This article is a part of the September 2016 special issue of The ANNALS of the American Academy of Political and Social Science, guest edited by Larry M. Bartels. The special issue is focused on party politics, campaigns, voting behavior, and electoral accountability.
The special issue, Elections in America, includes the following nine articles and findings:
"The Electoral Landscape of 2016"
Fundamental predictors of election outcomes, such as economic conditions and cycles of incumbency, did not clearly favor either party going into the 2016 election. However, the Democratic Party is likely to see an advantage due to a growing share of nonwhite voters. (Sides, Tesler, and Vavreck)
"The Obama Legacy and the Future of Partisan Conflict: Demographic Change and Generational Imprinting"
Forecasting future elections, the Democratic party will likely have an advantage due to their generational gains among young white voters and increasing demographic diversity, which combined to produce a three-to-two Democratic advantage among young voters. (Jacobson)
"Back to the Future? What the Politics
of the Late-Nineteenth Century Can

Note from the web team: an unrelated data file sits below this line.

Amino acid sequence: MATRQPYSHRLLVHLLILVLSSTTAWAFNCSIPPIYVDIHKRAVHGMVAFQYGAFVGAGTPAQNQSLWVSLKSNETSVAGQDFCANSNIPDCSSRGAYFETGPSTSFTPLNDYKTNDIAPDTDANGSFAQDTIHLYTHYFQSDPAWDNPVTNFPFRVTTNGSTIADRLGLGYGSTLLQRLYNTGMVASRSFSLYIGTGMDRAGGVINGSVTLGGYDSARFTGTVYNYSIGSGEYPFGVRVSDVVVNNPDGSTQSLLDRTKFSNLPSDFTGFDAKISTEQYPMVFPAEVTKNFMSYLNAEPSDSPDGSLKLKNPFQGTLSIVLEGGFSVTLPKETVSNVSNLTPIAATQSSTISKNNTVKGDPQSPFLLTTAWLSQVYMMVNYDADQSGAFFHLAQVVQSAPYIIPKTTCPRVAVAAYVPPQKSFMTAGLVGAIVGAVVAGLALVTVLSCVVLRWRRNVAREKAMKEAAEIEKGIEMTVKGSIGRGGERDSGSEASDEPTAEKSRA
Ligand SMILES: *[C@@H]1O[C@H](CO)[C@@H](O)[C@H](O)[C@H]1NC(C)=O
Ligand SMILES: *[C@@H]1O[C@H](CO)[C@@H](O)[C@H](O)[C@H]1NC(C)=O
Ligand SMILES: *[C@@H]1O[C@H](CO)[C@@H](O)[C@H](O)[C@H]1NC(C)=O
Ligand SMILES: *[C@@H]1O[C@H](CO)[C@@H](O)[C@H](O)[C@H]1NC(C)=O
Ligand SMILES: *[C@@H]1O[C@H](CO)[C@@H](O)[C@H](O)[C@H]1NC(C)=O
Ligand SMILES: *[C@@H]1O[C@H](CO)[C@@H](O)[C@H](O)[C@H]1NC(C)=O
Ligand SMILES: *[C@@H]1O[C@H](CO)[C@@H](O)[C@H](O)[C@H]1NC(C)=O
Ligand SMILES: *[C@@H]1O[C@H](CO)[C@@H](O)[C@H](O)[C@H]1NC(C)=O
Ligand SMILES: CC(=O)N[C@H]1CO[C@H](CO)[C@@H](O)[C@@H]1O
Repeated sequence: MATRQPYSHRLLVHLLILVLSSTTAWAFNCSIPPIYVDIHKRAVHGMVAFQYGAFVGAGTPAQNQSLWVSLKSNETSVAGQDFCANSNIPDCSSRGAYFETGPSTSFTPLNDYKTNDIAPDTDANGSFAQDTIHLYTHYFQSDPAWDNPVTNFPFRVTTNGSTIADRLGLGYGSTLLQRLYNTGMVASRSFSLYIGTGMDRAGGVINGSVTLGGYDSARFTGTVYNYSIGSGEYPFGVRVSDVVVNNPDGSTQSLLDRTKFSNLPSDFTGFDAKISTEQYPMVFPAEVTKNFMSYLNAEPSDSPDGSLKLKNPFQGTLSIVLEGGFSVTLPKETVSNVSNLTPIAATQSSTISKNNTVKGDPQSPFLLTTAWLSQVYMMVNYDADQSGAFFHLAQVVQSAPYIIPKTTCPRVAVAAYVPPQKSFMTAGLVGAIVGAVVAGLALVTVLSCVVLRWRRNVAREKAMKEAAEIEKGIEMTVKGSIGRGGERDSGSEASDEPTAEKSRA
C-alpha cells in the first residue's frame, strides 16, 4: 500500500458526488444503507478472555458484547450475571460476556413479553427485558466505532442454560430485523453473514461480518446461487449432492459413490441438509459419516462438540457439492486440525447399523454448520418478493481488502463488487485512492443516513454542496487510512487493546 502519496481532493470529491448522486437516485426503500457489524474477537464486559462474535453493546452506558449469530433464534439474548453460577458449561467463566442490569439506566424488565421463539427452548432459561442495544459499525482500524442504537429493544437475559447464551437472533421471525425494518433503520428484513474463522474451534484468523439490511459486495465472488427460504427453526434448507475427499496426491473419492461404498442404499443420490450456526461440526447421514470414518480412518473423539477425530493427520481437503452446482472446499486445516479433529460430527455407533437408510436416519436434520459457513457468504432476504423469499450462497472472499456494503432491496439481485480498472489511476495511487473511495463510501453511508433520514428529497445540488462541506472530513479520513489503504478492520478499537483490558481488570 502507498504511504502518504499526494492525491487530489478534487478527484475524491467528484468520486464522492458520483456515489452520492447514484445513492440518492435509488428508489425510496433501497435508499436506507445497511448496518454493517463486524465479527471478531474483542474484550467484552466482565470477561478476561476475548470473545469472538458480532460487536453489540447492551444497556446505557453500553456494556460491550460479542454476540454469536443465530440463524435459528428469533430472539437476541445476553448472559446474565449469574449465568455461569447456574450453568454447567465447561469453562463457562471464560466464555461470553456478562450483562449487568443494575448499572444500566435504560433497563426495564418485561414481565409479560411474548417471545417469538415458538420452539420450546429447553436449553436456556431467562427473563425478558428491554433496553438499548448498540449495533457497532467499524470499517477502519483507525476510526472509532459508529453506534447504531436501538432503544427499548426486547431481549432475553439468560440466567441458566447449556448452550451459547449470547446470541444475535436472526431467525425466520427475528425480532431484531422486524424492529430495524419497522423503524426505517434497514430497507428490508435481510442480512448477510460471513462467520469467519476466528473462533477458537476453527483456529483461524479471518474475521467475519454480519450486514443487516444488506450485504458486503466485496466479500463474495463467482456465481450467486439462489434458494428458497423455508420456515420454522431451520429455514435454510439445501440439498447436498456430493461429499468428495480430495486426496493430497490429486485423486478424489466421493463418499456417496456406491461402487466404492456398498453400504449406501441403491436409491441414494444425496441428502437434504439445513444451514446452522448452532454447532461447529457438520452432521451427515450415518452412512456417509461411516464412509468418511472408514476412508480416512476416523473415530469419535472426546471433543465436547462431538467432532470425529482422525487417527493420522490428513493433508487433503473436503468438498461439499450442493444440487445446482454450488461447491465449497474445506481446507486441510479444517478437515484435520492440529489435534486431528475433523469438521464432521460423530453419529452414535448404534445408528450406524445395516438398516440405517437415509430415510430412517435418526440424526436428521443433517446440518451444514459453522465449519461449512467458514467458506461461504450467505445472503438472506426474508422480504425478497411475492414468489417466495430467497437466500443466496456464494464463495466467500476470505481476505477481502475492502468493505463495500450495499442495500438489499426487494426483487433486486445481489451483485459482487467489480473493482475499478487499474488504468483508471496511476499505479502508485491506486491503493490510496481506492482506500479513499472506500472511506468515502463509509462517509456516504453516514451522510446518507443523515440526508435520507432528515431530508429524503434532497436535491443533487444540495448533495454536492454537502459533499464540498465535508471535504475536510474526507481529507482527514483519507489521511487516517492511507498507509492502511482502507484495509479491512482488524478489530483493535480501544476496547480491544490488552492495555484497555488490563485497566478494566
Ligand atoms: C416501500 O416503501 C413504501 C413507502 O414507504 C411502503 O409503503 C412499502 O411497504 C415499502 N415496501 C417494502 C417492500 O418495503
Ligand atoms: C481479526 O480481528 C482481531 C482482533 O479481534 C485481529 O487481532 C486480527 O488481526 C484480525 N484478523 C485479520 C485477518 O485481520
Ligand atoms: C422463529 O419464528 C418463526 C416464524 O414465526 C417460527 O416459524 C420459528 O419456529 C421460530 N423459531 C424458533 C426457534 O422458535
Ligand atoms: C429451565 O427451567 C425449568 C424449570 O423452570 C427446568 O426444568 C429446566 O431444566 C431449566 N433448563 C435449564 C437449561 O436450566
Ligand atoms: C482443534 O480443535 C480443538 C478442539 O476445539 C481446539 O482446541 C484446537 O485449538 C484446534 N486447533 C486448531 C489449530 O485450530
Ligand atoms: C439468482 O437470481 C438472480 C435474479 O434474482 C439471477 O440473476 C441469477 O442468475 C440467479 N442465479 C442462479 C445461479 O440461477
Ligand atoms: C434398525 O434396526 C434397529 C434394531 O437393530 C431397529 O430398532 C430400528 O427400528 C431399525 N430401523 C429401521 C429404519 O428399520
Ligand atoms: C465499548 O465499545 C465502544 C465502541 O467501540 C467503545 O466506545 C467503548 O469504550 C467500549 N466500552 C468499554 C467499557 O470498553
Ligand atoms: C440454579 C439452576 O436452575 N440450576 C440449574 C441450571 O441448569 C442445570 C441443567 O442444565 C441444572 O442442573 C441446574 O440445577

Tell Us About the 2016 Election"
America may see a new political era if issues related to economic populism eclipse current political conflicts around race and the size of government. (Azari and Hetherington)
"What The Heck Are We Doing in Ottumwa, Anyway? Presidential Candidate Visits and Their Political Consequence"
Candidate visits only have modest effects on local media and do not reliably influence voters. (Wood)
"Ideologically Extreme Candidates in U.S. Presidential Elections, 1948-2012"
There's little evidence that voters punish presidential candidates for ideological extremism. (Cohen, McGrath, Aronow, and Zaller)
"Failure to Converge: Presidential Candidates, Core Partisans, and the Missing Middle in American Electoral Politics"
Presidential candidates are only minimally responsive to swing voters, and often take even more extreme positions than their partisan bases prefer. (Bartels)
"Ideological Factions in the Republican and Democratic Parties"
The cleavage between the Democratic party's ideological wing (supportive of the party's core principles) and its pragmatic wing (supportive of the compromises necessary to govern) is mild. The cleavage among Republicans, though, is much starker and provided an opening for Donald Trump. (Noel)
"Rise of the Trumpenvolk: Populism in the 2016 Election"
Compared to Bernie Sanders, Marco Rubio, or Ted Cruz, Trump built a broader populist coalition by appealing to three distinct groups: voters who distrust experts, anti-elitists, and strong nationalists. (Oliver and Rahn)
"Polarization, Gridlock, and Presidential Campaign Politics in 2016"
The 2016 nomination campaigns have exposed deep fissures within as well as between the parties, but the result may simply be to renew and reinforce the partisan gridlock that gripped Washington through most of Barack Obama's presidency. (Jacobson)